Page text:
Polar bear fact sheet | Critical species | Wildlife & habitat | Science & policy | Critical species | Issues
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Canada is home to nearly 60 per cent of the world's polar bears.

Polar Bear Facts

  • Nearly 60 per cent of the world's polar bears live in Canada.
  • Polar bears spend so much time on ice and in the water that some scientists consider them to be marine mammals.
  • Polar bears can swim up to 100 kilometres.
  • Polar bears use sea ice as a hunting platform to catch seals and other marine mammal prey. Without sea ice, they have difficulty meeting their dietary needs.
  • Male polar bears can be two to three times larger than females—one of the greatest differences between sexes in all mammals.
  • The largest recorded polar bear weighed a whopping 1,002 kilograms (2,209 lbs.) and measured 3.7 metres (12 ft.) long.

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  • Polar bears are so well insulated that they easily overheat and sometimes swim in frigid waters to cool down.
  • Six out of eight members of the bear family are now considered endangered in Canada.
  • A recent study disproved the theory that the hollow hairs of the polar bear's coat carried light to its dark skin to warm the bear.
  • The Canadian two-dollar coin or "toonie" features a polar bear.
  • A polar bear can eat up to 46 kilograms (100 lbs.) of food at one sitting.

Sea Ice and Polar Bears

Temperatures are rising far more rapidly in the Arctic than in the rest of the world. Since 1978, sea ice cover has declined by approximately nine per cent per decade, and the rate of melting appears to be increasing each year. This loss of sea ice threatens Canadian wildlife, like the polar bear, which are wholly dependent on the Arctic sea ice habitat for survival.

Sea ice is so important to polar bears that scientists have defined seven types of sea ice habitat and have documented different preferences for each.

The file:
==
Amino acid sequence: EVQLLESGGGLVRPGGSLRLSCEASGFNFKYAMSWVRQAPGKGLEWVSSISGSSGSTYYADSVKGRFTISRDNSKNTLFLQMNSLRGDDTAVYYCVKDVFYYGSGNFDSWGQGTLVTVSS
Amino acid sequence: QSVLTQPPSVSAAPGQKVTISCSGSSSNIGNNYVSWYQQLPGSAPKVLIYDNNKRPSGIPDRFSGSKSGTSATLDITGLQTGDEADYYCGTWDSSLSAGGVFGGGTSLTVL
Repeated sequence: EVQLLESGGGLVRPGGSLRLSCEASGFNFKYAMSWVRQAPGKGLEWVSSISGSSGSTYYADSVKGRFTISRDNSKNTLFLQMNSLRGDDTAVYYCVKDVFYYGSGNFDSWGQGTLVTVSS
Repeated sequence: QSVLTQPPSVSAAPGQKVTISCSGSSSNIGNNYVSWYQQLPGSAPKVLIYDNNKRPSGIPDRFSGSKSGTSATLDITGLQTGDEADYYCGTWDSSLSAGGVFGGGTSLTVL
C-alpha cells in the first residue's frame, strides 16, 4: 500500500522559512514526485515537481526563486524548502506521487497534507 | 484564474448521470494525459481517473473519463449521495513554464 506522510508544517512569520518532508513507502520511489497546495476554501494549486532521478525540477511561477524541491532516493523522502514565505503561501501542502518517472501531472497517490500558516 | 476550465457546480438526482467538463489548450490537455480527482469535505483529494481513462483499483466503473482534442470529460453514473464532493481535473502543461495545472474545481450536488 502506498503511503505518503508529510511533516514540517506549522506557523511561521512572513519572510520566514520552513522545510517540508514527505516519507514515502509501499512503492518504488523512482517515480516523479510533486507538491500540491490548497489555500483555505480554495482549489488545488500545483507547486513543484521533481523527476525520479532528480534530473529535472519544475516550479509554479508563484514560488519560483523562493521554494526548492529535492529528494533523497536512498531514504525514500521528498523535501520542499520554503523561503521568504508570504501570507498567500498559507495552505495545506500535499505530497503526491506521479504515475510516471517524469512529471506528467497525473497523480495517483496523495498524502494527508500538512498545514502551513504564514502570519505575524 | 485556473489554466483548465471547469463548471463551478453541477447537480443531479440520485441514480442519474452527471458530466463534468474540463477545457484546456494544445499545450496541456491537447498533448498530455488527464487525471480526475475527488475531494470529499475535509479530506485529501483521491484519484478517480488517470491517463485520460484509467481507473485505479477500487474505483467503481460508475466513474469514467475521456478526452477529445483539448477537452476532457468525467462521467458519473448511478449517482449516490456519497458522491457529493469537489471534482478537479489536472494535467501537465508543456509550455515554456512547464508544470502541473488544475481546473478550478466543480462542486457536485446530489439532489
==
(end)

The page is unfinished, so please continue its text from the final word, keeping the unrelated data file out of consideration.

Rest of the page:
Polar bears use sea ice for a variety of purposes including hunting, seeking out mates and travel.

Temperatures are rising far more rapidly in the Arctic than in the rest of the world. Since 1978, sea ice cover has declined by approximately nine per cent per decade, and the rate of melting appears to be increasing each year. This loss of sea ice threatens Canadian wildlife, like the polar bear, which are wholly dependent on the Arctic sea ice habitat for survival.

Scientists have identified a strong correlation between the decline in polar bears and the reduction in sea ice in Western Hudson Bay, which is breaking up on average seven to eight days earlier per decade. When the sea ice melts earlier, the population of polar bears in the Western Hudson Bay are forced to come ashore, where they do not eat until their return to the ice.

Recent studies show that the increased time on land is leading to weight loss, physical deterioration and decreased rates of reproduction. Scientists have predicted that by 2012 most females in the Western Hudson Bay population will be below the minimum required weight for successful reproduction.

http://www.davidsuzuki.org/issues/wildlife-habitat/science/critical-species/polar-bear-fact-sheet/

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